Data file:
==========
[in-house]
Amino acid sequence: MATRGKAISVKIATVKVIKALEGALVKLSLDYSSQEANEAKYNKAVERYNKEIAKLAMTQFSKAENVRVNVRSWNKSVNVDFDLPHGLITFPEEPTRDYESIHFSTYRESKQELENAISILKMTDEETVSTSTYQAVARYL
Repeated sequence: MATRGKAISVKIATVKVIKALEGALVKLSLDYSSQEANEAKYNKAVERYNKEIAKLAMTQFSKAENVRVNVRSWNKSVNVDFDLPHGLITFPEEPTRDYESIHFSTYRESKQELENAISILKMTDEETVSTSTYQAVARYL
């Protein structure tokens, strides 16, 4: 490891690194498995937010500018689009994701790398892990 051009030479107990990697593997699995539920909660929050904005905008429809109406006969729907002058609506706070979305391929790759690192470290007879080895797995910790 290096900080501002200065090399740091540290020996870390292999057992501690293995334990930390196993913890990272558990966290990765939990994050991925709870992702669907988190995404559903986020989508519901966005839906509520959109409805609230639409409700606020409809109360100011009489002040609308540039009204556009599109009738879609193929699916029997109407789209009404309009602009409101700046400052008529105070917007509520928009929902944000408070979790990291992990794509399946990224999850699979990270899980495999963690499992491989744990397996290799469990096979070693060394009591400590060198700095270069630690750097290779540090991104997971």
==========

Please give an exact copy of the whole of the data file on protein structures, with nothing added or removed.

[in-house]
Amino acid sequence: MATRGKAISVKIATVKVIKALEGALVKLSLDYSSQEANEAKYNKAVERYNKEIAKLAMTQFSKAENVRVNVRSWNKSVNVDFDLPHGLITFPEEPTRDYESIHFSTYRESKQELENAISILKMTDEETVSTSTYQAVARYL
Repeated sequence: MATRGKAISVKIATVKVIKALEGALVKLSLDYSSQEANEAKYNKAVERYNKEIAKLAMTQFSKAENVRVNVRSWNKSVNVDFDLPHGLITFPEEPTRDYESIHFSTYRESKQELENAISILKMTDEETVSTSTYQAVARYL
């Protein structure tokens, strides 16, 4: 490891690194498995937010500018689009994701790398892990 051009030479107990990697593997699995539920909660929050904005905008429809109406006969729907002058609506706070979305391929790759690192470290007879080895797995910790 290096900080501002200065090399740091540290020996870390292999057992501690293995334990930390196993913890990272558990966290990765939990994050991925709870992702669907988190995404559903986020989508519901966005839906509520959109409805609230639409409700606020409809109360100011009489002040609308540039009204556009599109009738879609193929699916029997109407789209009404309009602009409101700046400052008529105070917007509520928009929902944000408070979790990291992990794509399946990224999850699979990270899980495999963690499992491989744990397996290799469990096979070693060394009591400590060198700095270069630690750097290779540090991104997971």